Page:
fri 19/04/2024

Call the Midwife: 2016 Christmas Special, BBC One | reviews, news & interviews

Call the Midwife: 2016 Christmas Special, BBC One

Call the Midwife: 2016 Christmas Special, BBC One

In which our heroines undertake a mercy mission to South Africa

Time for a cuppa? The Nonnatus House crew at your service

While Miranda Hart's Chummy is no more and Jessica Raine (who played Jenny Lee) has long since departed to perish in Line of Duty and pout crossly in Wolf Hall, Call the Midwife has evolved into a sort of Heartbeat with nuns, featuring antique pop songs and round-the-clock childbirth.

In a sign that writer Heidi Thomas may be struggling to squeeze more mileage out of the show's East End locations, this seasonal special headed out for the brilliant skies and rolling veldt of South Africa.

Very nice it looked too, as an emergency squad of Nonnatus House nuns, midwives and Dr Turner (pictured below: Stephen McGann, with patient) was bussed bumpily down dusty roads to provide critical assistance to the struggling Hope Clinic. Mother Felicity had just died, and the clinic was short of money, medical supplies, water and manpower. With a polio epidemic brewing in the area, a vaccination programme was urgently required.

Guest walk-ons by zebras and elephants rubber-stamped some location authenticity (the South African Department of Trade and Industry got a plug in the credits), but some things never change, not least the sanctimonious thought-for-the-day voiceover from Vanessa Redgrave, ostensibly still hovering over proceedings as the authorial voice of the older Jenny Lee. "Why do we give presents at Christmas?" she quavered balefully. "Because once upon a time a child lay in a manger asking for nothing but needing so much..."

When it started, Call the Midwife mixed well-cast ensemble drama with some authentically gritty social observation, often to emotionally gruelling effect, but the soapy tide has been rising steadily. This episode was mechanically pulled along by a metronomic list of medical emergencies (mostly, but not exclusively, concerning problematic pregnancies) punctuated by reflections on the dismal and impoverished state of the local black Africans. The long shadow of apartheid (we were in 1962) was perfunctorily evoked by a couple of robotically boorish South African policemen, along with stories from local women of how they'd found rewarding jobs in Cape Town, only to lose them under newly-introduced pass laws.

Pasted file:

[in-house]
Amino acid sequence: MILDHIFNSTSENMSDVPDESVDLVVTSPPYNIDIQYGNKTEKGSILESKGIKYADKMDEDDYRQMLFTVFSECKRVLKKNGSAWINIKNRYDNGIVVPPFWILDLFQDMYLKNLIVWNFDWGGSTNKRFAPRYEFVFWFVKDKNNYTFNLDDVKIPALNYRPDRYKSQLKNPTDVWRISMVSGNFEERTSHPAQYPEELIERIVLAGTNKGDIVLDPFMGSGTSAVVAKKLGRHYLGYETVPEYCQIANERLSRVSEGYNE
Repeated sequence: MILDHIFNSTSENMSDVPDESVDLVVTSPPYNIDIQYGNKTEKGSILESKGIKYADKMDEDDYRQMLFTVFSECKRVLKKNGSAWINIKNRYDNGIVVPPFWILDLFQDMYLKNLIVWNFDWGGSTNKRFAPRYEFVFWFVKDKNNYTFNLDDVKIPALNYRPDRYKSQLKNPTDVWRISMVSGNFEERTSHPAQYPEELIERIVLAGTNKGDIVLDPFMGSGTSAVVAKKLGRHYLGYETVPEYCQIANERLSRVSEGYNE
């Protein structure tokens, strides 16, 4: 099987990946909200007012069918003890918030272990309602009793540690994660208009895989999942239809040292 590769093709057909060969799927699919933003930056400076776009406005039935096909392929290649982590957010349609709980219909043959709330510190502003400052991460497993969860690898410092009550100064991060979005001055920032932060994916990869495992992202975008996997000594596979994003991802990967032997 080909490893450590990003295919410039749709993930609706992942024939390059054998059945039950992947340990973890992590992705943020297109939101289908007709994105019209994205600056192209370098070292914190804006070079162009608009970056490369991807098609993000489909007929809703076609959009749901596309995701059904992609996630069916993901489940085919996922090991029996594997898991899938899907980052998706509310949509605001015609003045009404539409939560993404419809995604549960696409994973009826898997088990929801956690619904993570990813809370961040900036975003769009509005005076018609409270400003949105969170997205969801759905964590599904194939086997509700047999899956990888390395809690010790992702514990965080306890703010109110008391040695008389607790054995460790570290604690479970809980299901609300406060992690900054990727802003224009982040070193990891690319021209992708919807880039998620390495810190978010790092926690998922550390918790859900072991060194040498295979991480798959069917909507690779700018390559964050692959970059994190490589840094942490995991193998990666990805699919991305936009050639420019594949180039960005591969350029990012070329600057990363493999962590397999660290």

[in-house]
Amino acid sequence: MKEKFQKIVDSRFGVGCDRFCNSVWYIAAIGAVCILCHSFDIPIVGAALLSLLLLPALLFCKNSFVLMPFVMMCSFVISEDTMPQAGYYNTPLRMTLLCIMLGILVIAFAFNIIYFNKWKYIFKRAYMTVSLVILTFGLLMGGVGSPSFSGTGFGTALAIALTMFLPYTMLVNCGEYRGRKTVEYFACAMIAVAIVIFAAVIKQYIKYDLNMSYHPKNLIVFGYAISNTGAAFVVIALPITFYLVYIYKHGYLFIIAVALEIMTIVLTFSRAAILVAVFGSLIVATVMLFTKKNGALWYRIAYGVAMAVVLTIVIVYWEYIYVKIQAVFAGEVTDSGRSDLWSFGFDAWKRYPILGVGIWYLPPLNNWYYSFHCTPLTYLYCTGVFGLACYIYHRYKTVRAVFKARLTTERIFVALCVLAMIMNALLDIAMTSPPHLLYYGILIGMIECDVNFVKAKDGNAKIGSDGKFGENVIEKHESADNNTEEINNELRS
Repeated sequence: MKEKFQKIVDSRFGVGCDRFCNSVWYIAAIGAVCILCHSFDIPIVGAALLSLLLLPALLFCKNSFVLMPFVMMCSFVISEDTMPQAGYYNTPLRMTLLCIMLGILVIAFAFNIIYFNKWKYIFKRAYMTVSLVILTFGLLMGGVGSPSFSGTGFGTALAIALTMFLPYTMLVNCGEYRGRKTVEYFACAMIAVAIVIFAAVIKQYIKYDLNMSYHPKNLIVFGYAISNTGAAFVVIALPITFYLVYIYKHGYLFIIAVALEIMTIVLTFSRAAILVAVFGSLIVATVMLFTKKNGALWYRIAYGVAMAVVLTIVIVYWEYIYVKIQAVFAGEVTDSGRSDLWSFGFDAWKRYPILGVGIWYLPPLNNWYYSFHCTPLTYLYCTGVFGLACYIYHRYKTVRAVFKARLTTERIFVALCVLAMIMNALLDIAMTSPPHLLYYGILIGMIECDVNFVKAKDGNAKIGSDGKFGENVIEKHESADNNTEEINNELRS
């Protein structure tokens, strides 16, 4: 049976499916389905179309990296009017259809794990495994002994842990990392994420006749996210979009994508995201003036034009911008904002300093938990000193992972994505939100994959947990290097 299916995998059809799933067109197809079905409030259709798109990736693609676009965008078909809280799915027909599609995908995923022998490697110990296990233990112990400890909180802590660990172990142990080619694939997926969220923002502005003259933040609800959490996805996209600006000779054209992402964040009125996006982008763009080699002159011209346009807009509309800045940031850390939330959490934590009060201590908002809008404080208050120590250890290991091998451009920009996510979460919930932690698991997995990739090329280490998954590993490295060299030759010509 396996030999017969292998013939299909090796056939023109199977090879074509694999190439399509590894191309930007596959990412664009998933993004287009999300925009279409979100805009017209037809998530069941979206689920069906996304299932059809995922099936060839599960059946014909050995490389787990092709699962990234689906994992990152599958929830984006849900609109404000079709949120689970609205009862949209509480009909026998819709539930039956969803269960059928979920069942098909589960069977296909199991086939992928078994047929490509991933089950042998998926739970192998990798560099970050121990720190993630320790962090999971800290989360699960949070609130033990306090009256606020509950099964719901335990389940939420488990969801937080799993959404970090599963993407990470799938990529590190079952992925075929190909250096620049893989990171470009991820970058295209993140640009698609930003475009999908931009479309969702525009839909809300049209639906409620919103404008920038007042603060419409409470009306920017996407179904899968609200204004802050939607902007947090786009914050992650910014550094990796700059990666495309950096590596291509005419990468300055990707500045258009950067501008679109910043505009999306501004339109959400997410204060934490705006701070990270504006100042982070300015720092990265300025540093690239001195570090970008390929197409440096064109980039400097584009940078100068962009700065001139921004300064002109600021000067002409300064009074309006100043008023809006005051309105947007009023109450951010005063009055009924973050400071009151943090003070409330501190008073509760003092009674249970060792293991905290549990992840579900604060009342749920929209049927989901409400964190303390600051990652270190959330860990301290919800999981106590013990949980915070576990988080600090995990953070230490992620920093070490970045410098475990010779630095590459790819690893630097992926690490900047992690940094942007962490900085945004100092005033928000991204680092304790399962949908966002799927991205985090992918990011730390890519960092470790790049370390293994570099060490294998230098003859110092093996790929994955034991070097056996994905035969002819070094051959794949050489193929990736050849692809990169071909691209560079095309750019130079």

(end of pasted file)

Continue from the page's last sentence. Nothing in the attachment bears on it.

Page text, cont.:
However, in Midwife world, there's no emergency so dire that it can't be solved by a cup of Typhoo and a bit of robust Yorkshire common sense from nurse Phyllis Crane (Linda Bassett), rumbling briskly into action here to assist a woman to give birth under a tree. Fred Buckle (Cliff Parisi) was back to do his music-hall cockney geezer routine, while digging out the latrines or fixing the Hope Clinic's chronically antiquated truck.

Helen George's Trixie Franklin (pictured above with Linda Bassett and Charlotte Ritchie) has evolved implausibly (though quite entertainingly) into a hybrid of Carry On-era Barbara Windsor and society vamp, but somehow felt professionally emboldened enough to have a go at performing an off-the-cuff Caesarean section. An instructive fable involving the embittered widower Mr Starke wagged its finger earnestly about forgiveness and how we must never allow hate and anger to overwhelm love and kindness. Midwife is competently done and exhaustingly well-intentioned, but it's feeling like a well-worn formula.

In 'Midwife' world, there's no emergency so dire that it can't be solved by a cup of Typhoo


Editor Rating: 
Average: 3 (1 vote)

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